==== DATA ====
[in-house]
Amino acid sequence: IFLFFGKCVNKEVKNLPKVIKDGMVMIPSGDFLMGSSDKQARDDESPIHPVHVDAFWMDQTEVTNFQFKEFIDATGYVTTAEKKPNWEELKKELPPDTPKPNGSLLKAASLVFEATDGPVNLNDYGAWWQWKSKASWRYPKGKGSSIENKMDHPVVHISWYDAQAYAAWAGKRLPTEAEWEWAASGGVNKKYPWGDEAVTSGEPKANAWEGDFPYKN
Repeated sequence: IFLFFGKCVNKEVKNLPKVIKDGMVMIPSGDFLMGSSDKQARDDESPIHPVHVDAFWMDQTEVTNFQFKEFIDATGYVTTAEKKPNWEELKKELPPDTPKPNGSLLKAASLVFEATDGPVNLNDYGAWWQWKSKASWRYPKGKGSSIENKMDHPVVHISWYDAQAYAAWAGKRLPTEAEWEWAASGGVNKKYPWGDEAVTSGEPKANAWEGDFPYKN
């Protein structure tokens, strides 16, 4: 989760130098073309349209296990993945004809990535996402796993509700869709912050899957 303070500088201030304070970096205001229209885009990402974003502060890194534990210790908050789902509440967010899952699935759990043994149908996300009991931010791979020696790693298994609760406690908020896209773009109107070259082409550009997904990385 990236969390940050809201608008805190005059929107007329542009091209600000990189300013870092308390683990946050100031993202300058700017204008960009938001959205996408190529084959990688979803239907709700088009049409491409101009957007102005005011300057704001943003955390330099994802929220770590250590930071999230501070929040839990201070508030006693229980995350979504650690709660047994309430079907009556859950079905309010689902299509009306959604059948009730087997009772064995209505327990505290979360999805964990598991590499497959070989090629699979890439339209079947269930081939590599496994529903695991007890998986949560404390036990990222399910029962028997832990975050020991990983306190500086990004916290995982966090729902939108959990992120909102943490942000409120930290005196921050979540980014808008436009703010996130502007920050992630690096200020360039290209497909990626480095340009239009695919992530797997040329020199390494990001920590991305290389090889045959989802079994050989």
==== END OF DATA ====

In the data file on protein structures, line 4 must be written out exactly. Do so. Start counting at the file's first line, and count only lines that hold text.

């Protein structure tokens, strides 16, 4: 989760130098073309349209296990993945004809990535996402796993509700869709912050899957 303070500088201030304070970096205001229209885009990402974003502060890194534990210790908050789902509440967010899952699935759990043994149908996300009991931010791979020696790693298994609760406690908020896209773009109107070259082409550009997904990385 990236969390940050809201608008805190005059929107007329542009091209600000990189300013870092308390683990946050100031993202300058700017204008960009938001959205996408190529084959990688979803239907709700088009049409491409101009957007102005005011300057704001943003955390330099994802929220770590250590930071999230501070929040839990201070508030006693229980995350979504650690709660047994309430079907009556859950079905309010689902299509009306959604059948009730087997009772064995209505327990505290979360999805964990598991590499497959070989090629699979890439339209079947269930081939590599496994529903695991007890998986949560404390036990990222399910029962028997832990975050020991990983306190500086990004916290995982966090729902939108959990992120909102943490942000409120930290005196921050979540980014808008436009703010996130502007920050992630690096200020360039290209497909990626480095340009239009695919992530797997040329020199390494990001920590991305290389090889045959989802079994050989």